There is way too much passion in our midst.
I mean passion as in the advice thousands of college grads hear every spring to “follow your passion.” I mean the passions that people stick on their social media profiles and job applications.
If you don’t have a passion these days, well, you’re lame.
This is not good. It’s a kind of mass-market narcissism. It’s also lousy advice.
“Follow your passion,” is on one level just a harmless variation of hackneyed old cliches. “This above all: to thine own self be true,” Polonius said to his son, Hamlet. March to your own drummer. Do what you love, etc.
But in the nomenclature of early 21st-century America individualism, the concept of passion has a special place.
If it is not prominently displayed, like a brand label, a young person is at risk of appearing uncool, uninformed, uninteresting or unemployable. A passion is an essential accessory to a well-coiffed “personal brand.”
Surf around Twitter: Passionate Yogi, Passionate dancer or “Passionate Politiquette” – whatever that is.
There are at least nine Twitter accounts devoted to passion mentoring. People are passionate about artisanal soap, the perfect dill pickle, Jerry Lewis movies or the history of dental floss. One young lady is “Passionate about SEO, SEM, Social, performance mktg & analytics.” Really? Whatever.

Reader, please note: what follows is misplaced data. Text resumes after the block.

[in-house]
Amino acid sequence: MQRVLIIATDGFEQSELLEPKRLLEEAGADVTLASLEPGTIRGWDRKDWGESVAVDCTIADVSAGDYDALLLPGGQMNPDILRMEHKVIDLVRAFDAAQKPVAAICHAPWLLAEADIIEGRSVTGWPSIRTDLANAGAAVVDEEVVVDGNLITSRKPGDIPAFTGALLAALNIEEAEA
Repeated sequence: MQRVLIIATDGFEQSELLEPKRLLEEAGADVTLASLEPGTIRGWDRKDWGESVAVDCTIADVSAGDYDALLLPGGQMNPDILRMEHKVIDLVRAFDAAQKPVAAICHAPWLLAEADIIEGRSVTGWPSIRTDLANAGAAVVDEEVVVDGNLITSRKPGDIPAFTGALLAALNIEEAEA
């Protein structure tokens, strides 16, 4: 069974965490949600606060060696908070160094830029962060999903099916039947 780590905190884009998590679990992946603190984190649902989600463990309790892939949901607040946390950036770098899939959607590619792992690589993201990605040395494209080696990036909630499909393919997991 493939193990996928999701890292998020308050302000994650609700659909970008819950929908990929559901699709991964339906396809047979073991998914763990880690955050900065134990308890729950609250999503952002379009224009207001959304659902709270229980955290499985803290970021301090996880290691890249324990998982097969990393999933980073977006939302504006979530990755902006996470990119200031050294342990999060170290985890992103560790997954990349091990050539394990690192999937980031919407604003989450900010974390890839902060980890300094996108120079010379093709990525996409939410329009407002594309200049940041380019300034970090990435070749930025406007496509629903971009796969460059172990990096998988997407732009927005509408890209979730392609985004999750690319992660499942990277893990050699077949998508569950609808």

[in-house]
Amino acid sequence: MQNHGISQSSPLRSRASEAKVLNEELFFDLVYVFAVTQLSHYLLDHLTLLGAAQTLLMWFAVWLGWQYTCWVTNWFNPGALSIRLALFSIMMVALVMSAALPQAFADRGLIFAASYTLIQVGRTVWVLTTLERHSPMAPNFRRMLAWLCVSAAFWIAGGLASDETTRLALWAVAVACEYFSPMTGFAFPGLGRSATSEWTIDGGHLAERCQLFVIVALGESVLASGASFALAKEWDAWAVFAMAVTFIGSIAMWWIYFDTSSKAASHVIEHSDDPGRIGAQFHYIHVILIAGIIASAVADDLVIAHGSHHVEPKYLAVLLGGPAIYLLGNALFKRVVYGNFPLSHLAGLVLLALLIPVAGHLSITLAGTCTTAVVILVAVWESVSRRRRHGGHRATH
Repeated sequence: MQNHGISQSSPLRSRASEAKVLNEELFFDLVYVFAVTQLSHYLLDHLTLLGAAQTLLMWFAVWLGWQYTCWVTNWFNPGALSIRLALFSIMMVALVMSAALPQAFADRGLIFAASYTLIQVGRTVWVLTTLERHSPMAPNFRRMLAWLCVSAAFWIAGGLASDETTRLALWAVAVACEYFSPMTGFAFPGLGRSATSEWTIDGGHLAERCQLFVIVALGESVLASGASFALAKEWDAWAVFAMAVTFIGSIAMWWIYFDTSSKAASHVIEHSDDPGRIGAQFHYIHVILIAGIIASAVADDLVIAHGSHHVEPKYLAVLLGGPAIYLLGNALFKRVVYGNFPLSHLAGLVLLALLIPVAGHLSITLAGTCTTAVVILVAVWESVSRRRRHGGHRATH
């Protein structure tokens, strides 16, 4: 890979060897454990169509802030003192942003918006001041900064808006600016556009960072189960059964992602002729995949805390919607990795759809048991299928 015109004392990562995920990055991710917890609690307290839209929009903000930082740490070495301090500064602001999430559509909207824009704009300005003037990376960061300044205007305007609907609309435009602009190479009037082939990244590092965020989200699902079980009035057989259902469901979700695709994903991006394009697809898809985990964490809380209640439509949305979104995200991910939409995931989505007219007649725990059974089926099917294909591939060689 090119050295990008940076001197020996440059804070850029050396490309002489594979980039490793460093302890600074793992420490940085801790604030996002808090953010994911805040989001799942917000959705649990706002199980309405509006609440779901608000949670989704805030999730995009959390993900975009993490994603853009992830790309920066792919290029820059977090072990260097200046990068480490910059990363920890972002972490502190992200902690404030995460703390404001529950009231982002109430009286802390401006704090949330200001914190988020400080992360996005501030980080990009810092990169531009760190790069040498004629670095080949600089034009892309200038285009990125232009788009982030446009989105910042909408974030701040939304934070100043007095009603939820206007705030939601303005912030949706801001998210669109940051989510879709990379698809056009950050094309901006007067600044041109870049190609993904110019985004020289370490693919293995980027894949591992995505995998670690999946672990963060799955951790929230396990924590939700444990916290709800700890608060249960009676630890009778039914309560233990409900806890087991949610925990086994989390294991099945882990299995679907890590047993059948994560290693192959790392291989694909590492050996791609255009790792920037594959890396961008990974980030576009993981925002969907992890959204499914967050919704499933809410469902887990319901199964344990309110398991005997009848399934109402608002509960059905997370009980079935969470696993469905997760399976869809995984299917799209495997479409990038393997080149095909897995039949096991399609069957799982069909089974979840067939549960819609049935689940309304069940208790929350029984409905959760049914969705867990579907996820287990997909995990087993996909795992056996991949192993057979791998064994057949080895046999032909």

Sometimes passions are genuine, deep and enduring. Too often they are phony.
Most people don’t actually have a deep and enduring passion upon which to sensibly build a vocation. Those who do are lucky ducks.
Most of us are “passionate” about different things at different stages in our lives. Many of us are only passionate about people – partners, family, children, friends – and not things.
And contrary to the modern mantra, we all are not “great at something.” Becoming great at something involves drudgery, sacrifice and failure; it is not simply a matter of finding your drummer and marching. In fact, the word passion comes from the Latin word for suffer.
I have begun to hear more young people confess (and confess is the right word) that they really don’t have a “passion” for any special career. This feels to them like a failure or a flaw.
It is great if you have a passion that matches a job. It is OK to be passionate about people and not a career.
It is OK to dump the whole passion thing, obsessively.